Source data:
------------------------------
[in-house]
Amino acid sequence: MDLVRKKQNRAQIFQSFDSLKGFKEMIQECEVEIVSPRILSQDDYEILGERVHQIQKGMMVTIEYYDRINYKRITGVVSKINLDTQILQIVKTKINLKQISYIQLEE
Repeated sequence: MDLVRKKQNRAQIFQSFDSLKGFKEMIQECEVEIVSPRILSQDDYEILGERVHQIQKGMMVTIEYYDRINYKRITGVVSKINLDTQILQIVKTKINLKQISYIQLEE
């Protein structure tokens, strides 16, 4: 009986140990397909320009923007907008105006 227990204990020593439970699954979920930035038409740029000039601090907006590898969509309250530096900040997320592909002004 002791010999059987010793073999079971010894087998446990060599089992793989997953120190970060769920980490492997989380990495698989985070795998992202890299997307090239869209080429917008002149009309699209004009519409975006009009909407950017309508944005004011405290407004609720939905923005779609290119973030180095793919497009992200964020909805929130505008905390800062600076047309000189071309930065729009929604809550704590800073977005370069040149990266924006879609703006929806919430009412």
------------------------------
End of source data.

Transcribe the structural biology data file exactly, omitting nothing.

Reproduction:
[in-house]
Amino acid sequence: MDLVRKKQNRAQIFQSFDSLKGFKEMIQECEVEIVSPRILSQDDYEILGERVHQIQKGMMVTIEYYDRINYKRITGVVSKINLDTQILQIVKTKINLKQISYIQLEE
Repeated sequence: MDLVRKKQNRAQIFQSFDSLKGFKEMIQECEVEIVSPRILSQDDYEILGERVHQIQKGMMVTIEYYDRINYKRITGVVSKINLDTQILQIVKTKINLKQISYIQLEE
């Protein structure tokens, strides 16, 4: 009986140990397909320009923007907008105006 227990204990020593439970699954979920930035038409740029000039601090907006590898969509309250530096900040997320592909002004 002791010999059987010793073999079971010894087998446990060599089992793989997953120190970060769920980490492997989380990495698989985070795998992202890299997307090239869209080429917008002149009309699209004009519409975006009009909407950017309508944005004011405290407004609720939905923005779609290119973030180095793919497009992200964020909805929130505008905390800062600076047309000189071309930065729009929604809550704590800073977005370069040149990266924006879609703006929806919430009412």